Jazz to Funk captures jazz legend Herbie Hancock at the peak of his transitional period in the late 1960s when he was moving from the hard-bop sound he had helped establish with Miles Davis and moving towards a more funk-laden sound layered with deep rhythms that would find a home in his work during the 1970s.
This two-disc collection of outtakes and rare recordings finds Hancock backed by some of the era’s most legendary influential players, including Don Cherry and Freddie Hubbard on trumpet, Ron Carter on bass, and Jack DeJohnette on drums.
The first disc contains four rare cuts from a 1969 session with Albert “Tootie” Heath. Despite being originally listed as a side-man on the sessions, Hancock’s tasteful piano adds a swinging groove that takes center stage.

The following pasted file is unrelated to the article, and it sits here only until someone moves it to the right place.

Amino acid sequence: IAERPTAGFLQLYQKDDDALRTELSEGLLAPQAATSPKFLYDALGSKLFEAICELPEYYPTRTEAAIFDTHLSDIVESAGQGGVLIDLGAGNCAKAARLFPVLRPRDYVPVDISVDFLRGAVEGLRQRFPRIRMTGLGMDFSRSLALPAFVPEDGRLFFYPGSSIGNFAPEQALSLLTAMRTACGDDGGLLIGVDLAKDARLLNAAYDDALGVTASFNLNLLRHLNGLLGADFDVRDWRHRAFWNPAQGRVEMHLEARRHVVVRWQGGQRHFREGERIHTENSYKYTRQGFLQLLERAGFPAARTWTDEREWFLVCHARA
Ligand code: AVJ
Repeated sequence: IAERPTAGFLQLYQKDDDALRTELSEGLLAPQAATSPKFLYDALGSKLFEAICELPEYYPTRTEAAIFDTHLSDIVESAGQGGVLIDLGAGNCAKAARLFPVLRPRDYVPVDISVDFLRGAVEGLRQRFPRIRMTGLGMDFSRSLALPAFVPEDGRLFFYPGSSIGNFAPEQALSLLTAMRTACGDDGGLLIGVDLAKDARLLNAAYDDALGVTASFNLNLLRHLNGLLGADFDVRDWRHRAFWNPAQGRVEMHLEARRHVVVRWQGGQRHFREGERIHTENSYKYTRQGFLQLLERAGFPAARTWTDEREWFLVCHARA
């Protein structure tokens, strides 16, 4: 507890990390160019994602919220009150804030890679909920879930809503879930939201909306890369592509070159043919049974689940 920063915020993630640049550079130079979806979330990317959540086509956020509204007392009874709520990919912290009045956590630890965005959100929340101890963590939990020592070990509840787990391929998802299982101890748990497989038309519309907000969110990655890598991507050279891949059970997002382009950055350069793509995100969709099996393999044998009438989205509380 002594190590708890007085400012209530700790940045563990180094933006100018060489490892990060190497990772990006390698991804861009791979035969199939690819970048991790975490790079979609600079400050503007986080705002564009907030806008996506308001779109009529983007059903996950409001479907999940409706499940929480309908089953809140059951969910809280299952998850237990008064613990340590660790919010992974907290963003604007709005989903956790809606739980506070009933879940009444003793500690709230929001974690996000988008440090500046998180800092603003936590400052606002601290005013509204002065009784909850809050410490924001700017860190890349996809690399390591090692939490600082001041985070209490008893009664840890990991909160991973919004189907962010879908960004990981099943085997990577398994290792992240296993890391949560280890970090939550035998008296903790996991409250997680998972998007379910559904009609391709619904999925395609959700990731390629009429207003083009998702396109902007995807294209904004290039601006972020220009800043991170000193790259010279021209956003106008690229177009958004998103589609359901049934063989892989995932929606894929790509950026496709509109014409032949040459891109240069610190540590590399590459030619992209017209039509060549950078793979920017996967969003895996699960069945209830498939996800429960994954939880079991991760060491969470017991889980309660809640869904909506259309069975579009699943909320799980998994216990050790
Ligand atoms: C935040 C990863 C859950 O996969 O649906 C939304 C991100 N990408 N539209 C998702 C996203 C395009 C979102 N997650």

The second disc is a mishmash of outtakes from the 1966 soundtrack session for the film Blow Up. While not as hard hitting as the previous disc, it provides a good feel of the vibe and sound that helped define the time.
This collection is Hancock at his best, both as a player and as a composer. For those getting into Hancock for the first time (What took so long?), there are better places to start – namely his classic records Cantaloupe Island or Headhunters, but for those who have already gotten into Hancock then this collection is a must.